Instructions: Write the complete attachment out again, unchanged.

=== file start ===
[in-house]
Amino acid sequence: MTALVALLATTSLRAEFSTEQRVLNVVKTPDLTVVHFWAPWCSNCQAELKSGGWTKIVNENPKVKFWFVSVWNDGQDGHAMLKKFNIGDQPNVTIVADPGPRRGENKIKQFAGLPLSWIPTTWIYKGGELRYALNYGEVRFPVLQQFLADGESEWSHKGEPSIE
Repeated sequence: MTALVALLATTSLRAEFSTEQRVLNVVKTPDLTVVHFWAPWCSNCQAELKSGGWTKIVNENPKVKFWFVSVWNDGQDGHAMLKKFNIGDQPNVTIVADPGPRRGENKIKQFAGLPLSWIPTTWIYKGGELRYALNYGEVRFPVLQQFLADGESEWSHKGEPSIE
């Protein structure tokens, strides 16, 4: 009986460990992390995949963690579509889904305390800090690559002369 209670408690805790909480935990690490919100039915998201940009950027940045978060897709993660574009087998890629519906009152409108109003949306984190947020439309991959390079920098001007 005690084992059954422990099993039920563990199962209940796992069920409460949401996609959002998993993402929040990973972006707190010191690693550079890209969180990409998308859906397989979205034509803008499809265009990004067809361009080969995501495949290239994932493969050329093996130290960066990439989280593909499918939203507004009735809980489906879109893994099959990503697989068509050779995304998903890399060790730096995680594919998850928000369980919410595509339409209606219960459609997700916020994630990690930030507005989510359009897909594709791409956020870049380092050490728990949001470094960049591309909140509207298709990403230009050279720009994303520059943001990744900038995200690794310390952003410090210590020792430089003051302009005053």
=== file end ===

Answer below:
[in-house]
Amino acid sequence: MTALVALLATTSLRAEFSTEQRVLNVVKTPDLTVVHFWAPWCSNCQAELKSGGWTKIVNENPKVKFWFVSVWNDGQDGHAMLKKFNIGDQPNVTIVADPGPRRGENKIKQFAGLPLSWIPTTWIYKGGELRYALNYGEVRFPVLQQFLADGESEWSHKGEPSIE
Repeated sequence: MTALVALLATTSLRAEFSTEQRVLNVVKTPDLTVVHFWAPWCSNCQAELKSGGWTKIVNENPKVKFWFVSVWNDGQDGHAMLKKFNIGDQPNVTIVADPGPRRGENKIKQFAGLPLSWIPTTWIYKGGELRYALNYGEVRFPVLQQFLADGESEWSHKGEPSIE
């Protein structure tokens, strides 16, 4: 009986460990992390995949963690579509889904305390800090690559002369 209670408690805790909480935990690490919100039915998201940009950027940045978060897709993660574009087998890629519906009152409108109003949306984190947020439309991959390079920098001007 005690084992059954422990099993039920563990199962209940796992069920409460949401996609959002998993993402929040990973972006707190010191690693550079890209969180990409998308859906397989979205034509803008499809265009990004067809361009080969995501495949290239994932493969050329093996130290960066990439989280593909499918939203507004009735809980489906879109893994099959990503697989068509050779995304998903890399060790730096995680594919998850928000369980919410595509339409209606219960459609997700916020994630990690930030507005989510359009897909594709791409956020870049380092050490728990949001470094960049591309909140509207298709990403230009050279720009994303520059943001990744900038995200690794310390952003410090210590020792430089003051302009005053």